Montessori, Reggio Emilia and Waldorf: What’s the Difference?

Montessori, Reggio Emilia and Waldorf are all different styles of education with similar principles.

You may have heard of them before, but do you know what sets them apart? Here’s a refresher on these three unique philosophies of education. 



“The Montessori philosophy is based on the scientific research of Maria Montessori from over 100 years ago,” says Tara Franke, head of school at Northside Montessori School in Indianapolis. “The curriculum focuses on educating the whole child through individualized learning and fostering independence within a multi-age classroom. We model and teach positive social, physical, emotional and academic development. By offering individualized learning, we celebrate each child’s personality. We also help children develop a love of learning with a never-ending curiosity and a respect for cultural differences.”  

A typical morning at a Montessori school begins with class work. During this time, children move through the classroom as they wish, choosing work that interests them individually. The teacher acts as an observer and keeps detailed notes on what each child is working on. They know when to offer a new lesson and when to stand back and let the learning happen organically. Teachers observe to make sure that progress is taking place at each child’s individual pace.  

I know enough to know that our school doesn’t work for everybody,” says Mary Sexson, teacher and school administrator at The Children’s House in Indianapolis. “Students at our school get a lot of freedom. They decide when they come to class. The teacher is in the classroom all day, and the students come to them. Students can go outside or to the playroom whenever they want. I think [the students] need to be self-aware, willing to ask lots of questions and willing to take responsibility for their own time.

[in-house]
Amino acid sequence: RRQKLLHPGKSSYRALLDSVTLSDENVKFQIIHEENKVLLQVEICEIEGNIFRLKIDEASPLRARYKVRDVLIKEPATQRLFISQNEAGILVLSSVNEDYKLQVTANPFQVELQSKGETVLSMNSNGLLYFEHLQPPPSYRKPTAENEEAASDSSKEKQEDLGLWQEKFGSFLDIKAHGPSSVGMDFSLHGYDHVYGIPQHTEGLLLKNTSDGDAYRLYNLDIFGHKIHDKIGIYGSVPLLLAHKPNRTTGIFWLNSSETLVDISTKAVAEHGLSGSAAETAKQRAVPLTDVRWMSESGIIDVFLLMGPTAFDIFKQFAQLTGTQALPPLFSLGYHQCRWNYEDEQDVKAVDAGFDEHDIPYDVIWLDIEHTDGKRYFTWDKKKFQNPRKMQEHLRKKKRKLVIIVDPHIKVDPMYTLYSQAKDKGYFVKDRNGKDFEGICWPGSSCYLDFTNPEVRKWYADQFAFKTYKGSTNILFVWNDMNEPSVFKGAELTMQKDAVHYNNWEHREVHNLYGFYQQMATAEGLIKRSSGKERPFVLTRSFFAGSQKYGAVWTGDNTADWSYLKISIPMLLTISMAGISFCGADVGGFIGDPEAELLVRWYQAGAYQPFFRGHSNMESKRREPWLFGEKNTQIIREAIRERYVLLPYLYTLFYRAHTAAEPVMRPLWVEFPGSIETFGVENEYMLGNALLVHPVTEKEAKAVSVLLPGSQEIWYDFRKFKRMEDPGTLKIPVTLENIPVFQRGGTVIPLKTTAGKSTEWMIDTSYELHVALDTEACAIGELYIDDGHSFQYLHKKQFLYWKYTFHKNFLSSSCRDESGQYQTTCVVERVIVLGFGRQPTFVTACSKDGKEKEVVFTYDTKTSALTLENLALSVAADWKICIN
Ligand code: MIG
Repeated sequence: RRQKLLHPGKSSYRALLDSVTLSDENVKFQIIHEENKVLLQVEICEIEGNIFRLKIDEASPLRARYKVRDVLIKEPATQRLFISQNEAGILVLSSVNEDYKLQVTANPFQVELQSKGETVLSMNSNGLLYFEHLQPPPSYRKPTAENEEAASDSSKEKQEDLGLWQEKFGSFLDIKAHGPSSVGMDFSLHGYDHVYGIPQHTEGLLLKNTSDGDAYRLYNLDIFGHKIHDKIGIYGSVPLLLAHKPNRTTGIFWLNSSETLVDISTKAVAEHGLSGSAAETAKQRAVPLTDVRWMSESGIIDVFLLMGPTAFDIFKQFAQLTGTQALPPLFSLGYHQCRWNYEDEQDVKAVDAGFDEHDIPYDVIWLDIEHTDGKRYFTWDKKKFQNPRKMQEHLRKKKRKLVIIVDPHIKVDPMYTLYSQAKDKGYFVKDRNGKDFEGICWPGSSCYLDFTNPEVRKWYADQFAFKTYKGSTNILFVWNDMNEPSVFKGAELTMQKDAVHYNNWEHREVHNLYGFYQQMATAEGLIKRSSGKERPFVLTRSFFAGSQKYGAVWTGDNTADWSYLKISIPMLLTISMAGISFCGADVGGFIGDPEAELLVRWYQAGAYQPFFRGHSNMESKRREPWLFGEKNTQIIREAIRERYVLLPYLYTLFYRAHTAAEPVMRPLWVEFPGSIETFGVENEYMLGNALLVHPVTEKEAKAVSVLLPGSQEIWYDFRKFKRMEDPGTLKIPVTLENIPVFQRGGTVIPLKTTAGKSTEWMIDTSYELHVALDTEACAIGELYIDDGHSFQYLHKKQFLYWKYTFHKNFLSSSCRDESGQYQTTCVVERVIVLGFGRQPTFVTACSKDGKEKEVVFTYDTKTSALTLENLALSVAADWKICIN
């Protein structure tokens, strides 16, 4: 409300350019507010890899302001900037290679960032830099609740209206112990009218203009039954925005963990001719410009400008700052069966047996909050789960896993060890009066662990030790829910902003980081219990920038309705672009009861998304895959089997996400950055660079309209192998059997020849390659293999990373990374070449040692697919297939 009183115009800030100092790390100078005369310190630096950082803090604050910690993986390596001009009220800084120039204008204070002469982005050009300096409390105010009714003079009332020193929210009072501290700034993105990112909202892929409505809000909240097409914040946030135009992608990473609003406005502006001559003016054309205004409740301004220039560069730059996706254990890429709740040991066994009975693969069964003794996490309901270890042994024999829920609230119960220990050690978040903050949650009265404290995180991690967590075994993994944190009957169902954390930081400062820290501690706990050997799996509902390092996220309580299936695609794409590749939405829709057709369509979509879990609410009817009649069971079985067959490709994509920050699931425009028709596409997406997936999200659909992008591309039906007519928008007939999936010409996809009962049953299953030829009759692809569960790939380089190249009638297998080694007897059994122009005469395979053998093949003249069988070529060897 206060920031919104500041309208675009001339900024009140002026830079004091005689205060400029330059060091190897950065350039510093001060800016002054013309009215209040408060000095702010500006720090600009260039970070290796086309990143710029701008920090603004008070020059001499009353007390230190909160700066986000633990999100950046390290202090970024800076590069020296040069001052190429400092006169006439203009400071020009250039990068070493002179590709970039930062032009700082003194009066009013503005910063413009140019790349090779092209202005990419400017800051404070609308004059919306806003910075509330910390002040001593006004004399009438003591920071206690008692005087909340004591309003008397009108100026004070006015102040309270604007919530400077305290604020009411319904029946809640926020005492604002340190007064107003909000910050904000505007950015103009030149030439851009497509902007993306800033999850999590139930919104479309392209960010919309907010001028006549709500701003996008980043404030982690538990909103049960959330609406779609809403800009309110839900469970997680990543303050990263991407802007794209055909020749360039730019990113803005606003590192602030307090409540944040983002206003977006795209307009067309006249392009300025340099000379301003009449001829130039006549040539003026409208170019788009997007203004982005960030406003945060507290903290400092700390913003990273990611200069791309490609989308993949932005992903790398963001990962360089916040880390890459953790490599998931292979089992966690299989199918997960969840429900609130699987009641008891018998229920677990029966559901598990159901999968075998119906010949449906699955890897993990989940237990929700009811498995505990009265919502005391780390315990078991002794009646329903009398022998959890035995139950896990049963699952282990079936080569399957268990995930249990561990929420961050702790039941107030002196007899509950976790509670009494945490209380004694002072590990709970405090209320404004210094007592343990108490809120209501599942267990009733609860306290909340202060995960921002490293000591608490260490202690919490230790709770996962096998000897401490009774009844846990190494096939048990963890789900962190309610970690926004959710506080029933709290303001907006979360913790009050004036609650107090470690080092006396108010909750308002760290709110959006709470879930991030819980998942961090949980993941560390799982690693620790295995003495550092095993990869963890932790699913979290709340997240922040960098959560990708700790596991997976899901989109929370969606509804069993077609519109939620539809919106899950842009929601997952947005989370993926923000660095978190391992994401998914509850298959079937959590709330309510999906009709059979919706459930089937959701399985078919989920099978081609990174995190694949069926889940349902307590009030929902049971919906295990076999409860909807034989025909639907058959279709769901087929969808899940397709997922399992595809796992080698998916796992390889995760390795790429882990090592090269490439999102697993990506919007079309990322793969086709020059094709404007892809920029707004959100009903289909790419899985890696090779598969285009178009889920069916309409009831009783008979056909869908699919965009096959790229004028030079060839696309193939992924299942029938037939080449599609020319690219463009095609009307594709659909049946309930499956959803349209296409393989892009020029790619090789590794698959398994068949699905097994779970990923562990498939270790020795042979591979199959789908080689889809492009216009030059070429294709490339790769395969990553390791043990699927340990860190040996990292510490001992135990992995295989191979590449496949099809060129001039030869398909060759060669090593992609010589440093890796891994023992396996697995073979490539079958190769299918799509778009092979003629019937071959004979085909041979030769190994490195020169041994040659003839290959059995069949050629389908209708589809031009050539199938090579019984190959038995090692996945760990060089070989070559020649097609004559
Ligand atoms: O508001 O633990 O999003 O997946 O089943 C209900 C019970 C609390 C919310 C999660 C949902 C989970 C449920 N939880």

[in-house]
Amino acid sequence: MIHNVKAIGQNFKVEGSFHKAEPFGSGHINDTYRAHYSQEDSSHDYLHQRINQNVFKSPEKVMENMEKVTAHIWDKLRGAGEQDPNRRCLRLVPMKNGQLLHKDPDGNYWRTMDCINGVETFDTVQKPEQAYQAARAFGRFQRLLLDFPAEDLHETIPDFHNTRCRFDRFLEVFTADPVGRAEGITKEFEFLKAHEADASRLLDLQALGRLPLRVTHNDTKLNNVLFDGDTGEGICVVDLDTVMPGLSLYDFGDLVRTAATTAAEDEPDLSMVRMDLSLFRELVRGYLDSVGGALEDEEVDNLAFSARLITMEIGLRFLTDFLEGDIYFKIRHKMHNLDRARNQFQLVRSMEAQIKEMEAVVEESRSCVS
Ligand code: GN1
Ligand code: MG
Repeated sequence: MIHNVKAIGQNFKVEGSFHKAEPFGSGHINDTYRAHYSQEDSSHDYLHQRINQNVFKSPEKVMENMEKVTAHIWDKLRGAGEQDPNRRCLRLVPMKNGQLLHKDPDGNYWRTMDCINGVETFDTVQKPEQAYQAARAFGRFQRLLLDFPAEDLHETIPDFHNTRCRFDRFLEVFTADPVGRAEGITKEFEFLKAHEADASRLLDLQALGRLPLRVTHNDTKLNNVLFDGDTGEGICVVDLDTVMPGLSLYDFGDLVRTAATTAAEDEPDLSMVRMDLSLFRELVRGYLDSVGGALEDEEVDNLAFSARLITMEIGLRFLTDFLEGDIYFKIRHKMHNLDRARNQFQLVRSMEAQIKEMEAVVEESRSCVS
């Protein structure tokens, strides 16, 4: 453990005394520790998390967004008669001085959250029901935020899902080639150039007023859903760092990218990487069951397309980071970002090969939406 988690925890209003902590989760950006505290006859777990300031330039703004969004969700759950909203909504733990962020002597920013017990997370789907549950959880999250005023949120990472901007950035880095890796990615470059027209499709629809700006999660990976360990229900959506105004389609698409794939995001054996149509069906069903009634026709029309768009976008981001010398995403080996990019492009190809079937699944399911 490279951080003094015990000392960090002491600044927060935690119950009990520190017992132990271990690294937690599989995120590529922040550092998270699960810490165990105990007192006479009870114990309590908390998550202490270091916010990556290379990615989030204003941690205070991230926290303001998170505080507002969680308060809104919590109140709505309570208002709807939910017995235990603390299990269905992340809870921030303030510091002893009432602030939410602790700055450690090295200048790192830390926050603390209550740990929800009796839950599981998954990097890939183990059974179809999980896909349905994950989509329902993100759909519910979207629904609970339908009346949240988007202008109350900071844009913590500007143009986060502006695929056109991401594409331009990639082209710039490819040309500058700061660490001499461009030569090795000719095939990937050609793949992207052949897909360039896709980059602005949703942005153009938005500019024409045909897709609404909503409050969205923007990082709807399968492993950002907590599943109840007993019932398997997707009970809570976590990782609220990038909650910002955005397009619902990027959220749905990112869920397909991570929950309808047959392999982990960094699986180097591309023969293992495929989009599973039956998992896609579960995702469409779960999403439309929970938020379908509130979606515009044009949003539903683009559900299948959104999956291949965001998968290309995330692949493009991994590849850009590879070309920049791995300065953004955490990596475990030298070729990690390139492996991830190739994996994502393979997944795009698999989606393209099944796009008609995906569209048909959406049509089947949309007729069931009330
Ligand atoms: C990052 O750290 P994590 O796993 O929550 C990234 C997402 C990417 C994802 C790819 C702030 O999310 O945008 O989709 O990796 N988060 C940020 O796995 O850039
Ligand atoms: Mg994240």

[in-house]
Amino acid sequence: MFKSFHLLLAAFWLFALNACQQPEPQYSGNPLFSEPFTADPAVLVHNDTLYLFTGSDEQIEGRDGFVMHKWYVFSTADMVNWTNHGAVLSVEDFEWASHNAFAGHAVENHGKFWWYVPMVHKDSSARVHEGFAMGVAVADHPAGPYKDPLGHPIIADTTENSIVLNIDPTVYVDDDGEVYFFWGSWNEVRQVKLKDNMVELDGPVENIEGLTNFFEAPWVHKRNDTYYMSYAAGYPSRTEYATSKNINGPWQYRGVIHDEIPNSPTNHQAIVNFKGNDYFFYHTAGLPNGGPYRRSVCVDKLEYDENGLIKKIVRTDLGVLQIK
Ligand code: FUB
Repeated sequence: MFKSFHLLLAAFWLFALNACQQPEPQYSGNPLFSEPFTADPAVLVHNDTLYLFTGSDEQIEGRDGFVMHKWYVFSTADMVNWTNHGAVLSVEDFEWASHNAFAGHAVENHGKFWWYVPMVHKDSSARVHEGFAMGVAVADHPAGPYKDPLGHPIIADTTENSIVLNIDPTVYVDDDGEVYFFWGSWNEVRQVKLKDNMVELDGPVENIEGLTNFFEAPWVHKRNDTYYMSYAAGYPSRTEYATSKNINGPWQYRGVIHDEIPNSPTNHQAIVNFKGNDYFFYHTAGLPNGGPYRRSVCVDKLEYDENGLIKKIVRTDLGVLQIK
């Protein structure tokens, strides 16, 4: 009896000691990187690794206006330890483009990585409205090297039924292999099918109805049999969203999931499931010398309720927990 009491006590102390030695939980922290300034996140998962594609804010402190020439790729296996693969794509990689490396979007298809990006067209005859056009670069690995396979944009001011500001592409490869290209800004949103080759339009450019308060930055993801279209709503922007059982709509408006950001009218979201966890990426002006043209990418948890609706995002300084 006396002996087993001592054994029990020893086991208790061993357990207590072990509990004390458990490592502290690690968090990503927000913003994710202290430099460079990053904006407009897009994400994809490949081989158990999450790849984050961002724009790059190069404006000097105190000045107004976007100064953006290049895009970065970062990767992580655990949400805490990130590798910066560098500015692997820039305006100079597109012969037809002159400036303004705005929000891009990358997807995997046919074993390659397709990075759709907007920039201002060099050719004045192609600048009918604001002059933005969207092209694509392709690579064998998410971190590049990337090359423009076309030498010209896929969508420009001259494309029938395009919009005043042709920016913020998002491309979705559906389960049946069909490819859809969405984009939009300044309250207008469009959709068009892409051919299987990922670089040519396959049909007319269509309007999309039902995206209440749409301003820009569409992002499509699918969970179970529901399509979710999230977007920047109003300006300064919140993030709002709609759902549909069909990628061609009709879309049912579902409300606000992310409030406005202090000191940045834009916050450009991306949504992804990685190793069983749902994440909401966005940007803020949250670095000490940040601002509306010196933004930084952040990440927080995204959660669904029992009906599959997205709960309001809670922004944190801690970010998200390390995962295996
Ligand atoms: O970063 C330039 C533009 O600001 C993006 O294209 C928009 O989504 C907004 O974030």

Parents can expect to walk into a quiet, peaceful and respectful classroom. All of the materials and furniture is intentionally organized for the students; everything is their size and meant to be touched and explored. 

Montessori schools offer an incredible academic opportunity, as well as an environment that nurtures compassion and kindness,” Franke says. The teachers are prepared to meet their students where they are. We respect them and understand that they have remarkable talents to share with the world.”  

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Reggio Emilia 

The Reggio philosophy came to life shortly after World War II in Reggio Emilia, Italy,” says Kelsey Livingston, founder and director of The Sapling School, a multi-aged Reggioinspired preschool program located in the heart of Broad Ripple. “Loris Malaguzzi, a young and inspirational teacher at the time, developed the approach around the idea that children should be the protagonists of their learning experiences.” 

A Reggio-inspired learning space is relationship-driven, where children learn through their interactions with peers, parents, teachers and their environment. Teachers are very deliberate about the classroom design, hands-on activities and invitations to learn. It is believed that self-driven interaction with materials and the environment can be a powerful learning tool.